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Acute bronchitis in adults

Thomas M File, Jr, MD
Section Editors
Daniel J Sexton, MD
Mark D Aronson, MD
Deputy Editor
Sheila Bond, MD


Acute bronchitis is a common clinical condition characterized by cough, with or without sputum production, which lasts for at least five days. It is typically self-limited, resolving within one to three weeks. Symptoms result from inflammation of the lower respiratory tract and are most frequently due viral infection.

Treatment is focused on patient education and supportive care. Antibiotics are not needed for the great majority of patients with acute bronchitis but are greatly overused for this condition. Reducing antibiotic use for acute bronchitis is a national and international healthcare priority. (See 'Avoiding antibiotic overuse' below.)

The clinical features, diagnosis, and management of acute bronchitis are addressed here. Chronic bronchitis, a subtype of chronic obstructive pulmonary disease, is discussed separately. (See "Management of infection in exacerbations of chronic obstructive pulmonary disease" and "Chronic obstructive pulmonary disease: Definition, clinical manifestations, diagnosis, and staging".)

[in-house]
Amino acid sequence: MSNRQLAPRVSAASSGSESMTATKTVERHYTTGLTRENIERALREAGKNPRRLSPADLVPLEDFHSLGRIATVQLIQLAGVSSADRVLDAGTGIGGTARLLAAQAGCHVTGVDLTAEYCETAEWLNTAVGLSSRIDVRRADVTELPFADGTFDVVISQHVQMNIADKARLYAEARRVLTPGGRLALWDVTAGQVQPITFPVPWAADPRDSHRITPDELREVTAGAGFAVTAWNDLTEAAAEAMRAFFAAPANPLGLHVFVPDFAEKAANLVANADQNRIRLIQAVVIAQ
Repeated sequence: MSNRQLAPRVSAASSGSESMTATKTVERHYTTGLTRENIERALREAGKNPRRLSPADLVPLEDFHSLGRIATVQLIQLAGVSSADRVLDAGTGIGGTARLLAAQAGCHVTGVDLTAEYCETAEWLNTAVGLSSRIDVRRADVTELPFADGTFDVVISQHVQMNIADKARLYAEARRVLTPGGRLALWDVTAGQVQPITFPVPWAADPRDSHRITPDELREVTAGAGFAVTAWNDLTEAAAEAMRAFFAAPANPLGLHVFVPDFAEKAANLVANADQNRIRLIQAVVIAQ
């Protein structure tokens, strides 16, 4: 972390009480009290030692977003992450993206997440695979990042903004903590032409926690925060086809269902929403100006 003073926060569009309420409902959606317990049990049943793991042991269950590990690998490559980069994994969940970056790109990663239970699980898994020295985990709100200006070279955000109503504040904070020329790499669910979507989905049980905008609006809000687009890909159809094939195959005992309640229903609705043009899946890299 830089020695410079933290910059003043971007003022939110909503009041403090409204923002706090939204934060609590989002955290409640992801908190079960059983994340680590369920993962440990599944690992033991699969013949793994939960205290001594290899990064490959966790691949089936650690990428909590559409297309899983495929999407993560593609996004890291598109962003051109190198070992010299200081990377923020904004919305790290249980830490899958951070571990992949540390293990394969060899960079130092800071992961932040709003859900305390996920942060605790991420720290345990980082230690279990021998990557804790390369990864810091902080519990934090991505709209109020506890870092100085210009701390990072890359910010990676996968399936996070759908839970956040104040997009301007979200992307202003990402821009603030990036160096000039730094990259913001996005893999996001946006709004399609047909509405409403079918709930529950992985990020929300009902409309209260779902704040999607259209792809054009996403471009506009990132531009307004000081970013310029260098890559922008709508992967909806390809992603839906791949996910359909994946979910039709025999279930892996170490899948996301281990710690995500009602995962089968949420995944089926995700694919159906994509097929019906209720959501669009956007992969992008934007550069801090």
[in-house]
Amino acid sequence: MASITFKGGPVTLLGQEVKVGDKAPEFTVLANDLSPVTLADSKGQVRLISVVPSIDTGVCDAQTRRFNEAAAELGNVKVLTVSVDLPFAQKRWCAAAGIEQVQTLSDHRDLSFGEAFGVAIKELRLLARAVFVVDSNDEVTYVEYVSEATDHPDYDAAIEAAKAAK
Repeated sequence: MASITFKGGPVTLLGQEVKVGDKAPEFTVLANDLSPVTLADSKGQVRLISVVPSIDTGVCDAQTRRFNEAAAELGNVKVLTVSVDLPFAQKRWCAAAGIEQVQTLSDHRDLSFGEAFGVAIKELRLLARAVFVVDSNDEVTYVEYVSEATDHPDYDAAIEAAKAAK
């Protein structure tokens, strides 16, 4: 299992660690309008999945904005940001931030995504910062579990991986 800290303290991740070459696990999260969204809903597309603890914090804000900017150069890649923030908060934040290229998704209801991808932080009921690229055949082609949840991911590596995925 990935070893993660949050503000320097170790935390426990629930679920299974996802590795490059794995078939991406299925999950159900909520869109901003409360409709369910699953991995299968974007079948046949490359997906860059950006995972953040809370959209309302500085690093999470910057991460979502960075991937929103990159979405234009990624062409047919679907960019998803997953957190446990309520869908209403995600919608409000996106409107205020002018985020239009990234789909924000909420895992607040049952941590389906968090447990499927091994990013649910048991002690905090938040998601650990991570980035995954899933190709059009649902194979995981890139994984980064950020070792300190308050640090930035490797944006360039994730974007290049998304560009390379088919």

Acute bronchitis is a lower respiratory tract infection involving the large airways (bronchi) without evidence of pneumonia that occurs in the absence of chronic obstructive pulmonary disease.

Chronic bronchitis is a subtype of chronic obstructive pulmonary disease and is defined as a cough that lasts for at least three months in each of two successive years. (See "Chronic obstructive pulmonary disease: Definition, clinical manifestations, diagnosis, and staging", section on 'Definitions'.)

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Literature review current through: Dec 2017. | This topic last updated: Nov 02, 2017.
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